Team-based Learning (TBL) is a specific, evidence-based teaching strategy that engages students in active learning. TBL solves many of the common problems that most instructors face while teaching: attendance, engagement, student learning, and performance.
The TBL Format
The basic format of TBL is ingenious in its simplicity. TBL assures student accountability to content and peers and enables students to apply course concepts on a level deeper than traditional lecturing. At the beginning of the semester, the instructor assigns students to teams. These teams will work together to solve problems over the course of the semester. During a single class period in a TBL class, the following occurs:
- Students are assigned specific reading(s) or other preparatory material(s) to complete prior to the class.
- Students arrive to class and complete a short individual quiz (Readiness Assurance Test, or RAT) over the assigned materials. The RAT assesses overall understanding of concepts, not simply memorization of facts and concepts.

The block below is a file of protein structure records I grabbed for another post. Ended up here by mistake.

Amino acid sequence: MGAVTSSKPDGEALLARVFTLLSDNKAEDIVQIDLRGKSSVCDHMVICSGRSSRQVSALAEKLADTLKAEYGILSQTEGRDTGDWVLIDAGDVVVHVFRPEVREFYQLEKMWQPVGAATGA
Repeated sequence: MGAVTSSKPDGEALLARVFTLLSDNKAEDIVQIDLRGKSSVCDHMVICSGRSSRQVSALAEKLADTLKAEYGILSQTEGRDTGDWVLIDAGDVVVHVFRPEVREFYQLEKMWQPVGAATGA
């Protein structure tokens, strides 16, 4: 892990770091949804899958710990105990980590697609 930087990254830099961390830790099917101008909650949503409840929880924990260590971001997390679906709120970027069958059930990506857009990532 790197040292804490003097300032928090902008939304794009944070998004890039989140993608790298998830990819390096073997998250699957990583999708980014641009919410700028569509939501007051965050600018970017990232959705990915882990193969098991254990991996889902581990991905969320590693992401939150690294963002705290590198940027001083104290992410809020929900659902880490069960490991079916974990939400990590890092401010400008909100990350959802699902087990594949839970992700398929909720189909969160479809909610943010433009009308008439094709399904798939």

- Next, students take a Team RAT using scratch-off cards that provide students with immediate feedback about whether their answer is correct. If it is not correct, they must persevere and deliberate with their team until they uncover the correct answer.
- While students take the Team RAT, the instructor grades the individual RAT answer sheets. This reduces the grading overhead for the instructor and helps to identify questions students may be struggling with the most.
- After students complete the RAT as a team, they turn in the scratch-off and write their team’s score on a board. (This ensures that the instructor can keep track of when the teams are done and how well they have done.) Students can also indicate on the board which questions they would like clarification on.